Jennifer Robertson of Mechanicsville, Maryland, joined Phi Theta Kappa because of the opportunities it afforded college students. And the 20-year-old is one to embrace every opportunity that comes her way; in fact, it’s exactly how she ended up achieving six associate degrees when she recently graduated from the College of Southern Maryland (CSM) in La Plata.
Robertson, who attained her degrees in three years, had planned to major in music education. But because this major was not an option, she double majored in music and secondary education.
“While taking one of my education requirements, I had to find articles about the job that you were looking into, and every article I found was the same: ‘Music Programs Being Cut’ or ‘Legislature Decides to Cut Fine Arts Spending,’ ” she said. “It really scared me to know that not only are children losing a great education in the arts, but that my dream job was becoming extinct.
“I made the decision to then get an AA in history, so that no matter what I could have a future and still give children the education they deserve.”
Robertson then decided to study for associate degrees in Arts and Science, Arts and Science: Humanities, and General Education. She did not take any college courses while she was in high school and did not transfer any advanced placement (AP) credits to CSM. All coursework was completed at CSM’s La Plata, Leonardtown and Prince Frederick campuses, the Waldorf Center as well as online.
Robertson’s achievement was no easy measure. Her mother is a single parent trying to put two children through college on a bus driver’s salary. During her first semester of college, Robertson went from class to the hospital and back to class as her grandmother battled with and eventually succumbed to cancer.
“I get a lot of help from FAFSA to get the education my mother wants me to have,” she said. “I was still worried that I would not be looked at for colleges.”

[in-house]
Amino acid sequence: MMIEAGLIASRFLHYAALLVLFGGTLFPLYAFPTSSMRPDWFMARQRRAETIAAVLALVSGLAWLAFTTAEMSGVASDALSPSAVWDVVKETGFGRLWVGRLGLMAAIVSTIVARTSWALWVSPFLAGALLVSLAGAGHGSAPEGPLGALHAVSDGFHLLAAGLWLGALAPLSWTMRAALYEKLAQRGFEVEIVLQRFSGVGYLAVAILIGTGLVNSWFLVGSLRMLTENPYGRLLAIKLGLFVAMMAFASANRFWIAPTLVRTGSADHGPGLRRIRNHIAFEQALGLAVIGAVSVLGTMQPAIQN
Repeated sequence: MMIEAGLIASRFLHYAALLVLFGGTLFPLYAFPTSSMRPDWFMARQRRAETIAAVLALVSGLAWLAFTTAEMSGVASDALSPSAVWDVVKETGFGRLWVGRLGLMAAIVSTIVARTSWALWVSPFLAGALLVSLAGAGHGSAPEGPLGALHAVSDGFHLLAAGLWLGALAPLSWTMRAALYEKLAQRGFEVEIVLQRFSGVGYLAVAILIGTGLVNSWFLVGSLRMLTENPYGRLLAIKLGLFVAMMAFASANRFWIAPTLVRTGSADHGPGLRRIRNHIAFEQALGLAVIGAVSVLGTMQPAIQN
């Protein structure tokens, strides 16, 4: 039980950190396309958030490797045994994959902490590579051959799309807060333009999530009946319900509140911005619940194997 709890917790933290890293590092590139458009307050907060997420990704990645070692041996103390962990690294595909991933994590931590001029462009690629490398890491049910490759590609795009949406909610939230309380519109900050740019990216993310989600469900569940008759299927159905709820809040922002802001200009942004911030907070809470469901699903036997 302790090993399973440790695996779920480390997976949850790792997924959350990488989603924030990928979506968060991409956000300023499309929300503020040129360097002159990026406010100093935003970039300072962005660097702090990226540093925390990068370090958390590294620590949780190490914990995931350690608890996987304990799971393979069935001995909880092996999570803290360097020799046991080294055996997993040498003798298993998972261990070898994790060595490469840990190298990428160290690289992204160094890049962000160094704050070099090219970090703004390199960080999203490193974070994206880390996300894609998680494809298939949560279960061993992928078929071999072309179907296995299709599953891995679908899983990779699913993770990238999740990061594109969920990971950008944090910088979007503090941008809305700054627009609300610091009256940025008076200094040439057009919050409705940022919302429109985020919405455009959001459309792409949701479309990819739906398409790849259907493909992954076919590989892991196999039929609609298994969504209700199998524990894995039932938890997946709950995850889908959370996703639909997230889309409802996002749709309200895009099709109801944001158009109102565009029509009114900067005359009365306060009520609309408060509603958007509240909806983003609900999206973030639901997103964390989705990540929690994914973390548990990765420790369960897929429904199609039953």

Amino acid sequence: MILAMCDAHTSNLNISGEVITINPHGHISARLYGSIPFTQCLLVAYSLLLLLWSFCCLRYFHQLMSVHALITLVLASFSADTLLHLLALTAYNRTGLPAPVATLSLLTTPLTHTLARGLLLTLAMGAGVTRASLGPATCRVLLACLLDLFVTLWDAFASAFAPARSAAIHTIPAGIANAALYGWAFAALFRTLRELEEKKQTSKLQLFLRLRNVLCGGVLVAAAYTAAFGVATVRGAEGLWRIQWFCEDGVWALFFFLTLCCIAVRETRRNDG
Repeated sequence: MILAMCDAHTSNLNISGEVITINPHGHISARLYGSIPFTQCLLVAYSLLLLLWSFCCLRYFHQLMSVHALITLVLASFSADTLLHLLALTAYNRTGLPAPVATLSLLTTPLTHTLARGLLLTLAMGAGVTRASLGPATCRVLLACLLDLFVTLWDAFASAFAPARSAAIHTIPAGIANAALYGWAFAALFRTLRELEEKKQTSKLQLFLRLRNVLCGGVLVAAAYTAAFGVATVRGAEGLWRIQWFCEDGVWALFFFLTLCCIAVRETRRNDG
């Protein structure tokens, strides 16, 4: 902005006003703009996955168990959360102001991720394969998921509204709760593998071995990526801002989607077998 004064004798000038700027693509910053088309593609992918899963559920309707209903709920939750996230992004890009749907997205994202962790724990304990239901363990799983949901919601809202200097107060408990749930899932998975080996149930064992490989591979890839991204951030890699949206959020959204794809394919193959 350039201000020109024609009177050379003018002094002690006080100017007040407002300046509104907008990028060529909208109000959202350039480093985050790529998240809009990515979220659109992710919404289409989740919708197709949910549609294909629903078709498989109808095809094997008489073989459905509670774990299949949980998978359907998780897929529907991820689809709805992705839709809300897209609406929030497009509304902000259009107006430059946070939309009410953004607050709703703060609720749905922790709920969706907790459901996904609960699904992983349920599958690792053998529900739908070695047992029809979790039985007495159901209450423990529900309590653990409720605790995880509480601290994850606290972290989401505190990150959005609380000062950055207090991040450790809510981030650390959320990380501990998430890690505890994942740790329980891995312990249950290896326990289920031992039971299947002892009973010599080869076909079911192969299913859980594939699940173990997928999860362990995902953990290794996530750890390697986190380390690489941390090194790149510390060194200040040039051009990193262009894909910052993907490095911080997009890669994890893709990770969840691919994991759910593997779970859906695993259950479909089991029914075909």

Her six associate degrees though are proving attractive to transfer colleges, showing that she’s a well-rounded student. Coupled with opportunities afforded to her through her Phi Theta Kappa membership, Robertson is now looking forward to joining the University of Maryland College Park this fall.
“Only a few months after I got into Phi Theta Kappa, I received letters from all kinds of colleges asking me to look into them,” she said. “There are a lot of scholarships that are offered; and because I am continuing my education, any help would be fantastic.”
Robertson plans to pursue a bachelor’s degree in History, and she said she hopes to start working towards a second degree in Music Education in her second semester. Her ultimate goals are to teach and to never stop learning. Outside the classroom, Robertson earned Girl Scouts’ highest honor, the Gold Award, and has served as the president of the venture crew of a local Boy Scout troop.
“I work at a local high school teaching Color Guard for the marching band, and I love the work I do there,” she said. “I would love to work full time teaching in a school and know that I make a difference in children’s lives.”